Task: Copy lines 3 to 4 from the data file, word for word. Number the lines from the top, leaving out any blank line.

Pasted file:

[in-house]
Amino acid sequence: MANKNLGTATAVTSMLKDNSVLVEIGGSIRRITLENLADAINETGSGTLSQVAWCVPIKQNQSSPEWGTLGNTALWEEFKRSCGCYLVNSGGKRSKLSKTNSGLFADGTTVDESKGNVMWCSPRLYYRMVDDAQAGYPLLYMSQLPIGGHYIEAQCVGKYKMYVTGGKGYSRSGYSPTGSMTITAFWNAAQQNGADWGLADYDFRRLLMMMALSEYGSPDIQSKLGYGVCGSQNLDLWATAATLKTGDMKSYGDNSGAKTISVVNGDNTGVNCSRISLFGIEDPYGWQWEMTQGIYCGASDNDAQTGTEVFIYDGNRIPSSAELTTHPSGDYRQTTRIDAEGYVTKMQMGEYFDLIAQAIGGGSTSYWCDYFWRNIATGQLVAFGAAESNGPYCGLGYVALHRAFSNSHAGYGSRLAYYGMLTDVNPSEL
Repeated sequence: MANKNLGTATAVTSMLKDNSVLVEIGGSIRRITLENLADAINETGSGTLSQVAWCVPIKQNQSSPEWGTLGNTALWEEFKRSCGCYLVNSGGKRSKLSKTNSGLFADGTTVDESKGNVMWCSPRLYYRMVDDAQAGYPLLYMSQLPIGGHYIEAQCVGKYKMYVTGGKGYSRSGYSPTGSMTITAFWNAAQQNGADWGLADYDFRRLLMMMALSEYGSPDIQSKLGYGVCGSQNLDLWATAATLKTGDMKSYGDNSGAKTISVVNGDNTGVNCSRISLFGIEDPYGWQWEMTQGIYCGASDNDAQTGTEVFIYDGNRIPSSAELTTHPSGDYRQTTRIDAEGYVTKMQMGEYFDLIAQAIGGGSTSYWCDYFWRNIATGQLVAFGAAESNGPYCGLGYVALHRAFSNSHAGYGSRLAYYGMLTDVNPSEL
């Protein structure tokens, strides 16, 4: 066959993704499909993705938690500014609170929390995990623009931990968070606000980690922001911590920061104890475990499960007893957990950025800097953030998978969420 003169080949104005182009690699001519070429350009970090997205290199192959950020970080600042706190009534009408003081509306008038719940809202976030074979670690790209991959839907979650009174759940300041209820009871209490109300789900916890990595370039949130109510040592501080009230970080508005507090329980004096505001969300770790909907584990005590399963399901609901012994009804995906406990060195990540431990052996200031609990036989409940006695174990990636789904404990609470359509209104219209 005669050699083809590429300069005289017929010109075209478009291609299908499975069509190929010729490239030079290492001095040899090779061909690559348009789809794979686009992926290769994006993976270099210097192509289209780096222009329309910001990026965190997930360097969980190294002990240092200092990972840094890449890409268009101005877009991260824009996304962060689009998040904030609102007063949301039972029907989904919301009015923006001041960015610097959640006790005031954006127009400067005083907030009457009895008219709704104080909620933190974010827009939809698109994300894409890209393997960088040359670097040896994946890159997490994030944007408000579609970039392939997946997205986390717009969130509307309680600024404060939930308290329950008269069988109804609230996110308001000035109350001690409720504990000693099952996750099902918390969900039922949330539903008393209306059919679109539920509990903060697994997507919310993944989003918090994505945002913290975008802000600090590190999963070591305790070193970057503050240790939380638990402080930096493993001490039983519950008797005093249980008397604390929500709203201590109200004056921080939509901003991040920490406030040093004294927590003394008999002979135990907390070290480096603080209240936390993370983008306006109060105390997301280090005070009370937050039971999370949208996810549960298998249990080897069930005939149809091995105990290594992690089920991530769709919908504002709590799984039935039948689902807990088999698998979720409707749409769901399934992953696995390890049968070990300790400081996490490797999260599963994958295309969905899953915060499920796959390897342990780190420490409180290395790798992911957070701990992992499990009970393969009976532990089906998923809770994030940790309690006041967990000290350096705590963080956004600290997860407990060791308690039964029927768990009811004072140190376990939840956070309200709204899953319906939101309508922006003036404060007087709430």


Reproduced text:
Repeated sequence: MANKNLGTATAVTSMLKDNSVLVEIGGSIRRITLENLADAINETGSGTLSQVAWCVPIKQNQSSPEWGTLGNTALWEEFKRSCGCYLVNSGGKRSKLSKTNSGLFADGTTVDESKGNVMWCSPRLYYRMVDDAQAGYPLLYMSQLPIGGHYIEAQCVGKYKMYVTGGKGYSRSGYSPTGSMTITAFWNAAQQNGADWGLADYDFRRLLMMMALSEYGSPDIQSKLGYGVCGSQNLDLWATAATLKTGDMKSYGDNSGAKTISVVNGDNTGVNCSRISLFGIEDPYGWQWEMTQGIYCGASDNDAQTGTEVFIYDGNRIPSSAELTTHPSGDYRQTTRIDAEGYVTKMQMGEYFDLIAQAIGGGSTSYWCDYFWRNIATGQLVAFGAAESNGPYCGLGYVALHRAFSNSHAGYGSRLAYYGMLTDVNPSEL
């Protein structure tokens, strides 16, 4: 066959993704499909993705938690500014609170929390995990623009931990968070606000980690922001911590920061104890475990499960007893957990950025800097953030998978969420 003169080949104005182009690699001519070429350009970090997205290199192959950020970080600042706190009534009408003081509306008038719940809202976030074979670690790209991959839907979650009174759940300041209820009871209490109300789900916890990595370039949130109510040592501080009230970080508005507090329980004096505001969300770790909907584990005590399963399901609901012994009804995906406990060195990540431990052996200031609990036989409940006695174990990636789904404990609470359509209104219209 005669050699083809590429300069005289017929010109075209478009291609299908499975069509190929010729490239030079290492001095040899090779061909690559348009789809794979686009992926290769994006993976270099210097192509289209780096222009329309910001990026965190997930360097969980190294002990240092200092990972840094890449890409268009101005877009991260824009996304962060689009998040904030609102007063949301039972029907989904919301009015923006001041960015610097959640006790005031954006127009400067005083907030009457009895008219709704104080909620933190974010827009939809698109994300894409890209393997960088040359670097040896994946890159997490994030944007408000579609970039392939997946997205986390717009969130509307309680600024404060939930308290329950008269069988109804609230996110308001000035109350001690409720504990000693099952996750099902918390969900039922949330539903008393209306059919679109539920509990903060697994997507919310993944989003918090994505945002913290975008802000600090590190999963070591305790070193970057503050240790939380638990402080930096493993001490039983519950008797005093249980008397604390929500709203201590109200004056921080939509901003991040920490406030040093004294927590003394008999002979135990907390070290480096603080209240936390993370983008306006109060105390997301280090005070009370937050039971999370949208996810549960298998249990080897069930005939149809091995105990290594992690089920991530769709919908504002709590799984039935039948689902807990088999698998979720409707749409769901399934992953696995390890049968070990300790400081996490490797999260599963994958295309969905899953915060499920796959390897342990780190420490409180290395790798992911957070701990992992499990009970393969009976532990089906998923809770994030940790309690006041967990000290350096705590963080956004600290997860407990060791308690039964029927768990009811004072140190376990939840956070309200709204899953319906939101309508922006003036404060007087709430």